People you don’t know are never surprised to see you

HIPAA rules mean medical professionals not allowed to blab
March 18, 2022

Hover like a mother - Susan and I rolled north through Hockessin to West Grove, Pa., Wednesday afternoon to catch a Cape boys’ lacrosse scrimmage between Cape and  Avon Grove High School. No one was surprised to see us because barely anyone knew us in the first place. The Avon Grove Red Devils are part of a high school of about 1,800 students, with a super-nice campus and nice kids to go with it. Avon Grove lit up Cape early, as the Vikings couldn't penetrate the goalie defense. Susan, with greater insight than her sportswriter husband, said on the way home, “I couldn't tell in the first quarter if that goalie was really good or Cape’s shooting and shot selection was poor.” I added, “Wearing practice jersey numbers that didn’t match helmets, I couldn’t tell who anyone was and who was playing where.” “Was No. 1 Mikey, marauding the midfield? I picked up Hank being Hank, and Jack Schell, then finally zeroed in on Joe Coveleski, and figured out Cody Trivets was No. 4 on his jersey and No. 16 on his helmet.” Cape scrimmages at Annapolis Friday, then travels to John Carroll Tuesday before opening the regular season at home  Monday, March 28, at 4:30 p.m., hosting Episcopal Academy. “We made some pretty typical errors in the clearing game that are common in the early season,” said coach Mark D'Ambrogi. “Some guys were getting their first taste of varsity experience.”  

HIPAA rules and sports - Any athlete who goes down hurt in practice, a scrimmage or a game and misses significant time or an entire season is of special interest to me, but people in positions of medical assistance don’t confide in sportswriters. HIPAA protection of information between a patient and medical professional applies across all sports and all levels. But it’s also true that if you stand in one spot long enough, someone will come by and open a conversation with, “Have you heard about?” And you will get the full injury report on everything they know. The number of injuries this spring on Cape’s campus has been alarming in many ways; the non-contact injuries involving ligaments, tendons and hamstrings are the worst. Concussions at least leave the body parts intact, except for that pesky brain rattling. Injuries that take the player out of the sport require constant support and counseling so they know they remain part of the team every single day.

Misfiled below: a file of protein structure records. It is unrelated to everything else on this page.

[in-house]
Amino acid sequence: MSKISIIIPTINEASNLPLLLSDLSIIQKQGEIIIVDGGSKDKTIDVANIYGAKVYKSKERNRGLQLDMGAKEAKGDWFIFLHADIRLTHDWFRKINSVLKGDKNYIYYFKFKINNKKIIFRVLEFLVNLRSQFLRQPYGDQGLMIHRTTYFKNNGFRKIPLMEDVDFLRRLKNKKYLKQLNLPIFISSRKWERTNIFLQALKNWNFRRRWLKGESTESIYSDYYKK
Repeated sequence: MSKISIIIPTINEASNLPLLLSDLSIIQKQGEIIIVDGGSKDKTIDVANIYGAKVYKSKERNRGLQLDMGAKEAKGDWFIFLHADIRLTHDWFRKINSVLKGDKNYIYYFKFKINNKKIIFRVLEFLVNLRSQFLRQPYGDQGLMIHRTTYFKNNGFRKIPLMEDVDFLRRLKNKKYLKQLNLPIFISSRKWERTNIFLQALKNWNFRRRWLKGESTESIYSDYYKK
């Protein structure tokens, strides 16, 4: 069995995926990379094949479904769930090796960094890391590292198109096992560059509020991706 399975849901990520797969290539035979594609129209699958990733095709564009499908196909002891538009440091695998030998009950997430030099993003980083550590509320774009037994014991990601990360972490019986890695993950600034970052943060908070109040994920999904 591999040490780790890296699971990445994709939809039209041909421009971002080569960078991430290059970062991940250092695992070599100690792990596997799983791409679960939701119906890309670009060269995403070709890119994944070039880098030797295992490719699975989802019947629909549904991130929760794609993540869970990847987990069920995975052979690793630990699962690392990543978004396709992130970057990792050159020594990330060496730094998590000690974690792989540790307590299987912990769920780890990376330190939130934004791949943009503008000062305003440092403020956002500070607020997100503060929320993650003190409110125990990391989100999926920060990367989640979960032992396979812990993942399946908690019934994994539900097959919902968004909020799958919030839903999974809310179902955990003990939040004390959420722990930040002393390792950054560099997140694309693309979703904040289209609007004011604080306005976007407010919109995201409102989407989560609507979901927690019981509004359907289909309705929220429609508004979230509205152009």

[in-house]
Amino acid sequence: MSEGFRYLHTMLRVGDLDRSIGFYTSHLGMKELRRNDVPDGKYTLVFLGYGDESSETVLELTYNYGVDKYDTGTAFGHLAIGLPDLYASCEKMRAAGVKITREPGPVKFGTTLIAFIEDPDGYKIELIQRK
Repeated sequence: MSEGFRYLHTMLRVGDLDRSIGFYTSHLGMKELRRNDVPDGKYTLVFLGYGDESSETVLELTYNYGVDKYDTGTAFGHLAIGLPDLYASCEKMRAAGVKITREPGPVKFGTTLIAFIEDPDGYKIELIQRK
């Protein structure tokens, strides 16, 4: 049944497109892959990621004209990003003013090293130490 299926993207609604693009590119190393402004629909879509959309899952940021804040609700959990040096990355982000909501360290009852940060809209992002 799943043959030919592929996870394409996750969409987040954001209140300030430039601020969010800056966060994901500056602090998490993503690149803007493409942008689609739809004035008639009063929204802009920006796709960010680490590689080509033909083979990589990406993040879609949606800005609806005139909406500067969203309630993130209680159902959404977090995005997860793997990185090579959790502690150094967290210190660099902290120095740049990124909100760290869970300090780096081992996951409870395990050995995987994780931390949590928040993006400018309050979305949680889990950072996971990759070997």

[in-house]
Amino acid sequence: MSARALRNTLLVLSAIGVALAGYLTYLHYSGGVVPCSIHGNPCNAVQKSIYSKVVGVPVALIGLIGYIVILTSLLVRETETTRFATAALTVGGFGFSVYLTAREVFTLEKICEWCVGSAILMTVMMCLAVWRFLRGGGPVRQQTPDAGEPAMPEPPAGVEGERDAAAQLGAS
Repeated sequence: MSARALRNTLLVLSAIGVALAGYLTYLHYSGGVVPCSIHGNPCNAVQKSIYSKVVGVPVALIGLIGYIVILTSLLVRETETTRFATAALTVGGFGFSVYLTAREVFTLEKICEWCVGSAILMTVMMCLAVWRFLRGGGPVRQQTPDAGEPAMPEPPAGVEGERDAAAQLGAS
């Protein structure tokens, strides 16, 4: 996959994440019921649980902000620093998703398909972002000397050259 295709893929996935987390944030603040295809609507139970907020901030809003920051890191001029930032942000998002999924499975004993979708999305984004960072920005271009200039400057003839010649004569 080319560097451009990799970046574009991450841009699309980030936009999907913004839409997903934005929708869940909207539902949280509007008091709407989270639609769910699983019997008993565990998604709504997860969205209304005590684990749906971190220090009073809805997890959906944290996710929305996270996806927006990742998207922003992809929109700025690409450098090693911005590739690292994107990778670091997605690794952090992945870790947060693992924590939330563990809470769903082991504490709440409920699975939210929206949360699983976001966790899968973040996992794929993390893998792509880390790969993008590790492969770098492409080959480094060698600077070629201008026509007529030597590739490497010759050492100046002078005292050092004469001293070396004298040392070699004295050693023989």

Boardwalk Muppets - I was a ripped, fit 18-year-old athlete walking down the Atlantic City Boardwalk on Easter Sunday in 1965. A kaleidoscope of colors and characters, a spectrograph of all ages and levels from peak fitness to debilitating physical conditions before walkers saved the tennis ball industry, and joint replacements assured ambulation into the reclining years. I thanked God for the diverse wonderment of it all, adding, “I’ll stay the guy I am, but I certainly appreciate all these other people.” Tuesday night at the field hockey ring ceremony, I was surprised with a birthday cake and happy birthday song from the field hockey girls. Lori Voss announced my age as 29 – everyone laughed – and I really did have something in my eye, in case anyone thought my 76-year-old Fruity Pop Pop self was crying.     

March Madness - The NCAA wrestling championships begin this weekend. The University of Pennsylvania has qualified a school-record nine grapplers to the tournament. Ralph Baird, head basketball coach of the 1975 and 1976 state championship Cape teams, still takes personal days on the Thursday and Friday opening days of the NCAA tournament even though he retired 30 years ago. The Randolph Macon Yellow Jackets (31-1) basketball team, with Ian Robertson (Cape) at forward, will face Marietta at 5 p.m., Friday, in the semifinals of the NCAA Division III tournament. The Friday winner will face the winner of Wabash and Elmhurst Saturday night for the national championship.   

Snippets - It used to be called the rubber chicken circuit; now it’s just the banquet season. March 20 is the Cape state championship wrestling banquet, and April 10 is the field hockey banquet. Both are Sunday morning at the Baywood banquet room. The Delaware Afro American Sports Hall of Fame banquet is Saturday, April 16, at 6 p.m. at the Modern Maturity Center in Dover. And the Delaware Sports Hall Fame banquet is Thursday, May 12, at the Chase Center along the Riverfront in Wilmington. I will “get to the microphone” at three of those events, employing my wisdom, “Brevity is a virtue” and “I can tell it but I can’t sell it.” And I’ll wait for the collective crowd to mumble “Go on now, git!”


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